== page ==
However, given the relative ease of getting on the ballot, if the League for the Revolutionary Party had a base in California we would have strongly considered running our own revolutionary campaign. Our emphasis would have been on the fundamental difference between class-collaborationist populism, which can just as easily go to the right as to the left, and the absolute necessity for working-class independence. We are struck by the inability of several politically demoralized pseudo-socialist groups in California to seize the opportunity when they had enough supporters present to propagandize for their programs at a time of such heightened political attention.
Among the centrist left in California, confusion and delusion reigned. The Workers World Party abstained on the recall vote and supported the PFP candidate, who opposed the recall. The International Socialist Organization came down on two out of a possible three sides on the recall; it abstained, after leading members had publicly called for a No vote. The ISO also urged a vote for Camejo – no surprise, since they had crossed the class line to vote Green in 2000 and have been commuting across it ever since. The SWP ran Britton – and they shockingly called for abstaining on Proposition 54, on the spurious grounds that it calls for reliance on the government to fight racism. (This, from an outfit which once called on federal troops to “protect” Blacks!)
The booby prize for the most absurd position goes to the Spartacist League. They originally chose to abstain on the recall in order to oppose all bourgeois candidates. Then they decided to call for a Yes on the recall and give “critical support” to Britton. “The SWP’s election platform, which presents, in however crude a way, a working-class line, allows us to make concrete and clear-cut our opposition to Davis while at the same time expressing our opposition to the Republicans’ attempted electoral coup.” (Workers Vanguard, Sept. 26.)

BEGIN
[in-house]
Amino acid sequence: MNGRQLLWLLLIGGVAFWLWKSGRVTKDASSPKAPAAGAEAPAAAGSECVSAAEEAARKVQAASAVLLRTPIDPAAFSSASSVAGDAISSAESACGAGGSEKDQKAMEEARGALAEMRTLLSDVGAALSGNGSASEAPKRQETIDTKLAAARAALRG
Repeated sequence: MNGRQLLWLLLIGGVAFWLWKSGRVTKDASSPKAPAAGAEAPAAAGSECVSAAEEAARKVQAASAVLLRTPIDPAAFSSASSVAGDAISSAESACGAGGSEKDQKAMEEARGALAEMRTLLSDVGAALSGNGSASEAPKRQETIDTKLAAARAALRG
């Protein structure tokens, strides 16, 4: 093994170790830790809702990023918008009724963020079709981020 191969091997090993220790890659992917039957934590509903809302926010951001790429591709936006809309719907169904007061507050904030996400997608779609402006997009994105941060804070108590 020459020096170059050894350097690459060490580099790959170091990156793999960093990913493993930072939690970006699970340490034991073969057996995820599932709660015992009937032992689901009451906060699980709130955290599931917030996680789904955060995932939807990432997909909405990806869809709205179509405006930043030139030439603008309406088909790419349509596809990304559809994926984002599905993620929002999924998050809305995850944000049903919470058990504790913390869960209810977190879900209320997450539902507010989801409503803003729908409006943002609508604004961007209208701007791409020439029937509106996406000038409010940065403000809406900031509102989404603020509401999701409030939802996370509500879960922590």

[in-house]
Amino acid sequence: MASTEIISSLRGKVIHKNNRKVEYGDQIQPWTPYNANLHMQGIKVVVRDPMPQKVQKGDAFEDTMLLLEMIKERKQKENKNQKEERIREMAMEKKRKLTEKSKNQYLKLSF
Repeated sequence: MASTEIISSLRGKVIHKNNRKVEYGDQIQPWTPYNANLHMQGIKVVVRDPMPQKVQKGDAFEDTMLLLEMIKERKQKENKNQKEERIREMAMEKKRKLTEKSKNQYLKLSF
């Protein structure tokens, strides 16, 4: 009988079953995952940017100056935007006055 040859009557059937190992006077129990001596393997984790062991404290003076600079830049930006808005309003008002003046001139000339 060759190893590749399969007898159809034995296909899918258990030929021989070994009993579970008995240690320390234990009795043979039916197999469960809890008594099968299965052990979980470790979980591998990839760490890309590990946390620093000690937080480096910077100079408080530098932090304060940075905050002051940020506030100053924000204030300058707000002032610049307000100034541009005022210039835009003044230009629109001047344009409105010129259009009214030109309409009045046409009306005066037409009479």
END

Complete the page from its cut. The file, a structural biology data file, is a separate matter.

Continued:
The SL apparently thinks it’s illogical to vote for a candidate without voting for the recall that makes the replacement election valid. But in a propaganda campaign the main thing is to make the revolutionary view crystal clear. That means stressing working-class independence, which is violated by voting for the recall that in reality opens the door only for a bourgeois winner. Moreover, once the SWP announced its abstention on Proposition 54, its “crude” line lost its last purported shred of working-class content.
The Spartacists’ vacillations reveal the anti-Leninist character of their “critical support.” For them, it depends upon their degree of political endorsement to reformism. But the Bolshevik tactic never depended on any political agreement whatsoever with the candidates’ nominal program, only on the momentum of the class struggle. For example, Lenin used it to expose the imperialist and counterrevolutionary program of the reformist British Labour Party. The SL has denounced us for critically supporting union candidates, when we openly warned fighting workers that these reformists would betray their mistaken trust. Thereby the SL abstained from the actual fight to expose those misleaders by putting them to the test of office – Lenin’s method. But now they politically support a reformist who leads no fight at all and abstains on a crucial class question of opposition to a filthy racist attack.
They’ve done it before. In Britain in 2001 they gave “critical support” to Arthur Scargill’s Socialist Labour Party, likewise for its supposed “crude” class line. When they found that the SLP had a cop on their slate, they hastily and shamefacedly withdrew support for him, but maintained their endorsement for his supporters who shared the same reformist (pro-cop) program as the cop himself. (See Spartacists Cross Their “Crude Class Line” in PR 63.) As we wrote at the time, “Critical support is a weapon designed to expose reformist misleaders and deflate workers’ illusions in them. It is not an award for setting up a crude and easily crossable class line.”